2010: 54. One Day

“‘I suppose the import thing is to make some sort of difference,’ she said. ‘You know, actually change something.’”

One Day, David Nicholls

        Bought the book at Barnes & Noble the day after I’d read a review hailing it as the next hot thing (and saying it was also quite good), and being surprised to find out it was actually in paperback already.  And it really is quite good - it has a gimmick - it starts on June 15, 1988, the last day of university for Dex and Emma, who have just met the night before and now are going their separate ways, after a night together.  And then we follow them for that one day for the next twenty years.  Sometimes they are friends, sometimes not, but their lives remain intertwined, and we get snippets of their lives through the snapshots of that day.  It’s gimmicky in theory, but executed pitch-perfectly, so that it seems less like a game, and more like a new way to learn about people.  And Dex and Emma seem like people - real people you might actually know, stumbling through their twenties into their thirties and figuring out who really they are.  So it is a very enjoyable read, and I recommend you read it, especially if you like well written books about regular people and their emotional lives - if you like Nick Hornby, or Ann Patchett (both of whom I adore) you will like One Day.

        Ok, and NOW I am going to say something that is, perhaps, a spoiler.* I mean, I didn’t know this going in, and if I had I would have read the book differently.  But not badly differently, so it’s up to you if you want to keep reading.  The book seems like your basic everyday novel about two people - very much like a Hornby book, in fact.  But without giving away too much, the ending of the book very much changes things - changed my whole perspective of the story.  And I’m not sure if I am a naive reader who was duped by thinking it was one kind of story, when it was actually another, or whether the author pulled the ending out of nowhere.  It’s not a bad ending, not at all, and not a totally crazy book-destroying ending (it’s not like aliens arrive or nuclear war happens or something).  But it is jarring.  Which is probably the point, and I have probably said too much already, but when I think back on reading One Day, my experience is totally shaped by the ending, so I felt like I had to at least allude to it in this review.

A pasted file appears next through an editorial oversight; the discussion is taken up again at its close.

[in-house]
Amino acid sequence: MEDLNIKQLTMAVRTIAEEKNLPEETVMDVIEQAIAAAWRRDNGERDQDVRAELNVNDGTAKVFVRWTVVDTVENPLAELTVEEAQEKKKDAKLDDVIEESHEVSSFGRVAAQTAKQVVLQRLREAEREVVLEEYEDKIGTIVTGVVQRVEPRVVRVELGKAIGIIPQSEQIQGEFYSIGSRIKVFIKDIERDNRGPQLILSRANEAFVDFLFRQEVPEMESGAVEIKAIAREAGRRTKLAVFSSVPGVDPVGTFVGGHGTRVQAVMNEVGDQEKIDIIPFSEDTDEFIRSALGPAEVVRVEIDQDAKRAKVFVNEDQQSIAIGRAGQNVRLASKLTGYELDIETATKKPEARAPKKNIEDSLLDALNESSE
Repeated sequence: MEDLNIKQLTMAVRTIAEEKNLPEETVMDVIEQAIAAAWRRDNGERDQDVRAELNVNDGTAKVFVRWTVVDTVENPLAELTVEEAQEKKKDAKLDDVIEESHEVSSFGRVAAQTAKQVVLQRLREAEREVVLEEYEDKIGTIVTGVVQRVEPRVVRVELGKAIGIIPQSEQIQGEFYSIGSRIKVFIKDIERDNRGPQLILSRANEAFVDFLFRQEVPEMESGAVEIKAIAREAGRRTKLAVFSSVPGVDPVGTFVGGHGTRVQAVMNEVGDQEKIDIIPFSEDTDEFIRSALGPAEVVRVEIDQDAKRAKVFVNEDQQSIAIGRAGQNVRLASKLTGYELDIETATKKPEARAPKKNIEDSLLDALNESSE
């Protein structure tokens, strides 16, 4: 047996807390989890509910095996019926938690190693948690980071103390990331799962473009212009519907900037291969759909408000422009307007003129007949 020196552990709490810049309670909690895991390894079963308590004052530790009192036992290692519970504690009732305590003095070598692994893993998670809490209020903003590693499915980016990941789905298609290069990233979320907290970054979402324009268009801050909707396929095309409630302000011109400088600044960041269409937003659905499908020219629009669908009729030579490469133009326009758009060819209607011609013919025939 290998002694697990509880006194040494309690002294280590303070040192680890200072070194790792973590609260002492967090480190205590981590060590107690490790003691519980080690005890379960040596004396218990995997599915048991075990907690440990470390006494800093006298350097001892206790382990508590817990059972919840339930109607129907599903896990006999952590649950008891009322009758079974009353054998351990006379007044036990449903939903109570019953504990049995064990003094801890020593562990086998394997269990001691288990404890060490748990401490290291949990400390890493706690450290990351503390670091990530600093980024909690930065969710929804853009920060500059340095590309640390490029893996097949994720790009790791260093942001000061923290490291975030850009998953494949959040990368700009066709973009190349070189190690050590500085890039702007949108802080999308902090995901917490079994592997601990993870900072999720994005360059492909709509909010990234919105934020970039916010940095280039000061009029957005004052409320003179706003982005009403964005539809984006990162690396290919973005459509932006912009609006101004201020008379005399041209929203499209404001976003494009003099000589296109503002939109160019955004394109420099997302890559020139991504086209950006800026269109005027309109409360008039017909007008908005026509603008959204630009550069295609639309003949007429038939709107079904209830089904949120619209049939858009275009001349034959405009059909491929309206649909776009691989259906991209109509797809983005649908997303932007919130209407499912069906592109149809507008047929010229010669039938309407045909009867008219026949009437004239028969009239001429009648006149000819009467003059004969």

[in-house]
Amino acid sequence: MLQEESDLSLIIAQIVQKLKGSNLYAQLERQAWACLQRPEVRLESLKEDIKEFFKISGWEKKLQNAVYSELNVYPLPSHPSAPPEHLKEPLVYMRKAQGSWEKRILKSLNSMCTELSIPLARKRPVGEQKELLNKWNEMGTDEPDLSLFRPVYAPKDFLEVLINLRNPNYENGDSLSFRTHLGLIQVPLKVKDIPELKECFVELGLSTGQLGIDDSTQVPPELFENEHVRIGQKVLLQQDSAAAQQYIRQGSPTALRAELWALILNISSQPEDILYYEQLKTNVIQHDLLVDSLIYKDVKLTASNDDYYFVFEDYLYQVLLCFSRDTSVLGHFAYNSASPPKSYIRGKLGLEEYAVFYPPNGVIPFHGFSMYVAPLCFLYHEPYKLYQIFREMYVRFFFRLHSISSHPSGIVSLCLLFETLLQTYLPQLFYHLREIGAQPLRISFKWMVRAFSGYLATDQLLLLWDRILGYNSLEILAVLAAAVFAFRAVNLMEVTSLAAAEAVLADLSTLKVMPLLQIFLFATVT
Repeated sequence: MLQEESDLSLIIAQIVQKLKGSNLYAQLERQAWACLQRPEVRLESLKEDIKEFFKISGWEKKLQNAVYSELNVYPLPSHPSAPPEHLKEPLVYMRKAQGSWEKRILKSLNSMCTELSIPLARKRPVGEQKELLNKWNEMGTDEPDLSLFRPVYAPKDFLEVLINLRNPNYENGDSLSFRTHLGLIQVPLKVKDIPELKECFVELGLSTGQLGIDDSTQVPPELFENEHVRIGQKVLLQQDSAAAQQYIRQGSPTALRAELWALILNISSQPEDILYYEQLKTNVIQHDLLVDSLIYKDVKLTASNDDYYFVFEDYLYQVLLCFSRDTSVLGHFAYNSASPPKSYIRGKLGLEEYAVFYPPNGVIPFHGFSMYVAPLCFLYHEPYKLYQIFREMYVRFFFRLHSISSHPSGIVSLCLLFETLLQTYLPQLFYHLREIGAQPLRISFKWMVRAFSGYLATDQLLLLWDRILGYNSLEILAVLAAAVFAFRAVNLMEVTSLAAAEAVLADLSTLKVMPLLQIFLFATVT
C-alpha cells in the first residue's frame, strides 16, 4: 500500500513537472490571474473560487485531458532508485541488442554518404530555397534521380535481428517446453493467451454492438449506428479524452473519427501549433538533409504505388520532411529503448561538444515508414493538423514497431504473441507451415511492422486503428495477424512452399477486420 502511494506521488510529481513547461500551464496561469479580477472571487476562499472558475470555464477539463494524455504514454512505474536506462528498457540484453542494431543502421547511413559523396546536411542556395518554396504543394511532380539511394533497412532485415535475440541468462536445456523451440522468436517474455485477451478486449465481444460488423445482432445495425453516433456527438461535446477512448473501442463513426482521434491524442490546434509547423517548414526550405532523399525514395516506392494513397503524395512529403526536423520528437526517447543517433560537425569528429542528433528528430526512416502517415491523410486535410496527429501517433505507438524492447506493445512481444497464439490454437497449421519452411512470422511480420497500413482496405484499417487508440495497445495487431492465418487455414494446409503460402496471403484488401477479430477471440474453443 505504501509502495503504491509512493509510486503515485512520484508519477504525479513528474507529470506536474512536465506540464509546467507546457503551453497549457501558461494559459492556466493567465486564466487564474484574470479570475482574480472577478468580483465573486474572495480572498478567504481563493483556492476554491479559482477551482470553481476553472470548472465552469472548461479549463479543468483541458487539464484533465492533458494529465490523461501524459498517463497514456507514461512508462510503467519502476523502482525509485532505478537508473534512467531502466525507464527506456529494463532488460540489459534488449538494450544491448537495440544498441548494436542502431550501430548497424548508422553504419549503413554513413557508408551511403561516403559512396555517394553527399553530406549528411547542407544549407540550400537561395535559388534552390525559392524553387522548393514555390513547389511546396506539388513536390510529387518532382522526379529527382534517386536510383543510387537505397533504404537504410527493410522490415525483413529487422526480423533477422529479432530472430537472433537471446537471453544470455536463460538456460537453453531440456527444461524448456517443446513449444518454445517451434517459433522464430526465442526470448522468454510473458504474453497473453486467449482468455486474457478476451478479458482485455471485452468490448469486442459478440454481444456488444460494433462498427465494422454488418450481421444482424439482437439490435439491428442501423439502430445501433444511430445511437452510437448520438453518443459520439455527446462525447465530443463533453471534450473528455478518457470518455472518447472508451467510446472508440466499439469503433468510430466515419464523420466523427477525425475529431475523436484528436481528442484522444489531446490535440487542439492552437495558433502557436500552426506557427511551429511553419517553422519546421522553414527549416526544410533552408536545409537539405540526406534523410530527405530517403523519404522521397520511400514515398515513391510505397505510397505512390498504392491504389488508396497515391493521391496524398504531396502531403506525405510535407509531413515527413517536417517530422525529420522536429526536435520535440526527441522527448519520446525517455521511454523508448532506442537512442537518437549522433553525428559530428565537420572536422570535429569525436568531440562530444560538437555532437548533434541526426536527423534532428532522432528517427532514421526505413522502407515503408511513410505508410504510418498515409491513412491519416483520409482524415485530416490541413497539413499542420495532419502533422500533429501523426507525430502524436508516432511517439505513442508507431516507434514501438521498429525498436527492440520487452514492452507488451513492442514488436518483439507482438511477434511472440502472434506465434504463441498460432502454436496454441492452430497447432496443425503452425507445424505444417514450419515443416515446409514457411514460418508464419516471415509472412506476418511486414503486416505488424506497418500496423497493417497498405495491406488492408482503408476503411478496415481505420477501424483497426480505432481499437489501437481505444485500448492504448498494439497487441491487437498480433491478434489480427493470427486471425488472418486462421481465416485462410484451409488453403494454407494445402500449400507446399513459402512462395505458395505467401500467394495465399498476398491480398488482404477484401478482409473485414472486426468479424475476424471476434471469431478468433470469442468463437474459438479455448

Date/Place Completed:  August 2010; D.C.

Categories:  Fiction

*And, actually, Gawker totally spoiled it by running a picture from the set of the film of the book, so maybe it will just seep into pop culture. 

© Carrie Dunsmore 2017